Race and gender representation of hypertrophic cardiomyopathy or long QT syndrome cases in a South African research setting

Heradien, M ; Goosen, A ; Moolman-Smook, J. C. ; Brink, P. A. (Clinics Cardiv Publishing, 2007-10)

The origincal publication is available at http://www.cvjja.co.za/

CVJA holds the copyright


We researched hypertrophic cardiomyopathy (HCM) and long QT syndrome (LQTS) as models for studying the pathophysiology of arrhythmias and hypertrophy, and in the process we have had the opportunity to compare local disease profiles with global patterns. We trawled our database entries over the past 20 years to identify all cases of heart muscle and arrhythmic disease. Among these, we separated the index cases from the rest of their family members, segregating for the relevant heart disease, so that numbers were not biased by family size, and analysed the race and gender composition of the HCM and LQTS sectors. The majority of HCM index cases (n = 5 90, 51.1% of HCM index cases) were of mixed ancestry (MA), with white Caucasian ancestry following closely behind with 74 cases (42.0%); only a few black African (n = 5 9, 5.1%) or I ndian/Asian (n = 5 3, 1.7%) cases were seen or referred. The LQTS index cases were almost exclusively white Caucasian (n = 5 36, 88% of LQTS index cases), with four cases (9.8%) of MA, one (2.4%) of Indian/Asian and none of black African descent. These race demographics did not fit the national demographics for South Africa as a whole. In contrast, in both groups, gender biases (slightly more male than female HCM cases, and a 0.4 ratio of males to females in LQTS) previously reported elsewhere appeared to be replicated in our database. Genetic bias is an unlikely explanation for the skewed demographics in our database; a more likely explanation relates to various missed opportunities to diagnose, missed diagnoses and misdiagnoses, as well as the real population drainage of our main referral centre in the context of a differentiated healthcare system.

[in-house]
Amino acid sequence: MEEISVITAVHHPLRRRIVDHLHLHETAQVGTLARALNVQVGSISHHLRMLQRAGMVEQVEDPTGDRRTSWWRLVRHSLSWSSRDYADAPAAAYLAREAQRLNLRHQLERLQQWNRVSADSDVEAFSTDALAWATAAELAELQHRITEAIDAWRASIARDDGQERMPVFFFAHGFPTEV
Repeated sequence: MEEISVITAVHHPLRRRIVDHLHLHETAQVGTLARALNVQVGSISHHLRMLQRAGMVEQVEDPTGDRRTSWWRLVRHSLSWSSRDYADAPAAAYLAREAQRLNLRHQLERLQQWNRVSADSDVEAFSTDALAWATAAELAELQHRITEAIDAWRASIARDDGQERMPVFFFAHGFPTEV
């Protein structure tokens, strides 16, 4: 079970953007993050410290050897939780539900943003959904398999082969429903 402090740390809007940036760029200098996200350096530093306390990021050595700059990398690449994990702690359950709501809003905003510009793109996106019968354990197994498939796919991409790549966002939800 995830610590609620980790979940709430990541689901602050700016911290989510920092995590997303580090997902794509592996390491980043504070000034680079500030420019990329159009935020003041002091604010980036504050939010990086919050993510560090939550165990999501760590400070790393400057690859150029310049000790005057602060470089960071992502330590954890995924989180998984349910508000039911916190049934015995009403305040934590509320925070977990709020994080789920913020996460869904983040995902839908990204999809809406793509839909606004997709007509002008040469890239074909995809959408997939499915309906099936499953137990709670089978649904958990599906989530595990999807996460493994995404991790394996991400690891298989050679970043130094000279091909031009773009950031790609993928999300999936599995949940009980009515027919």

Please refer to this item in SUNScholar by using the following persistent URL: http://hdl.handle.net/10019.1/19317